Dealing with Unexpected Problems
In every project, there are always some unexpected issues that you have to face head-on. Problems arise when things aren’t communicated clearly, the work volume is higher than expected, projects take longer than you were anticipating, or a plethora of other issues occur.
The way you deal with unexpected issues can have a big impact on organization, sometimes throwing a wrench into your plans and requiring you to restructure your entire day.
Well-organized leaders don't lose focus on the goal at hand. They simply reframe the situation—how have the problems changed the overall path toward achieving the goal?
Stay focused on finding a practical solution to the problem instead of getting frustrated, but keep the big picture in mind. Getting bogged down in the details of a situation is a surefire way to find yourself in chaos. A singular focus can help you rebound from any setback.
Tying Up Loose Ends
Top leaders don't leave business unfinished at the end of the day.
It's true that when the pressure is on and deadlines are drawing close, many leaders find themselves working 24/7. No matter how busy things are, it's essential to set aside at least 20 minutes at the end of each work day to clean up, regroup, and bring anything left undone to a logical stopping point.
To get everything wrapped up sufficiently, try to minimize distractions during this time. Close your door and set your phone to silent. The more distractions you have, the more likely it is you'll miss a to-do item. At the end of the day, those missed items are liable to be forgotten entirely, causing an urgent situation down the line.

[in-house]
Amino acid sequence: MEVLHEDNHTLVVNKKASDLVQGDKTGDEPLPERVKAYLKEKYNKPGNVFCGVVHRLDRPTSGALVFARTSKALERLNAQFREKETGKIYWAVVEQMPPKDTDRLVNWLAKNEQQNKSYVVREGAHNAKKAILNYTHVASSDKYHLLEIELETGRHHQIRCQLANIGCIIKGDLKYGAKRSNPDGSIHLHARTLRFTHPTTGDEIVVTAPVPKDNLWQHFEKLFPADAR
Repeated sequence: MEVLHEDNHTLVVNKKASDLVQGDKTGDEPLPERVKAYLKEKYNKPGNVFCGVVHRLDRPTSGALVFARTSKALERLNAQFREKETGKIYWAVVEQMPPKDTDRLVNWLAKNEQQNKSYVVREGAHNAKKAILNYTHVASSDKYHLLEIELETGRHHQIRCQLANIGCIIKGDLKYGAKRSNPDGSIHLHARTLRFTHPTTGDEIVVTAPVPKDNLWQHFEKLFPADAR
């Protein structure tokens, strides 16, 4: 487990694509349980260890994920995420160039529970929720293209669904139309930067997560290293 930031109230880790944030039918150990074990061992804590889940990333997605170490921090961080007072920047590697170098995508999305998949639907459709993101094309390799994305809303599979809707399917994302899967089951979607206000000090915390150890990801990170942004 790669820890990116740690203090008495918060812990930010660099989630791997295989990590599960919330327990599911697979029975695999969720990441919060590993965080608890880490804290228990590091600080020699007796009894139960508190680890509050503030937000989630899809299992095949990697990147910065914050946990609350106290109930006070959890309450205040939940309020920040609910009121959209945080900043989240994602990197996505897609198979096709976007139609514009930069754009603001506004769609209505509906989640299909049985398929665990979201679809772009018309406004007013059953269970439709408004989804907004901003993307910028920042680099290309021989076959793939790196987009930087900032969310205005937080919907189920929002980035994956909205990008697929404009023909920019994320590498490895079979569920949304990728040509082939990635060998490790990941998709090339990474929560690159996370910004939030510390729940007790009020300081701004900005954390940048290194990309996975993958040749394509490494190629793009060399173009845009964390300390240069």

When everything is settled, go through your list of tasks one by one. Make assignments, check your schedule for the next day, and touch base with team members to make sure they have the information they need to proceed with their work.
This is also an excellent time to manage clutter. Being proactive about clutter by scheduling time each day to throw things out and put things back keeps disorder at bay.
Engineering management, like many other trades, applies the same principles across different tasks in your workflow in order to get things accomplished. In K.J. McCorry's book Organize Your Work Day… in No Time, the author introduces techniques and strategies to keep your work life organized and streamlined.
“For most of us, the perfect day is being able to accomplish our top priorities,” she explains, “and having time to build relationships with colleagues and clients, and to deal with unexpected emergencies and crises. Finally, most of us want to go home at a reasonable hour, leaving all work behind and feeling happy, satisfied, organized, and motivated for the next day.” She says that without a vision of what you want your day to be like, you’ll never progress to making it happen.
Keeping organized and staying on top of all of the tasks involved in leadership is a task of its own, but with the proper tools, you can accomplish what you want on your terms. Using the skills mentioned here, you’ll be able to organize your work, focus on your priorities, and stay on task to get ahead.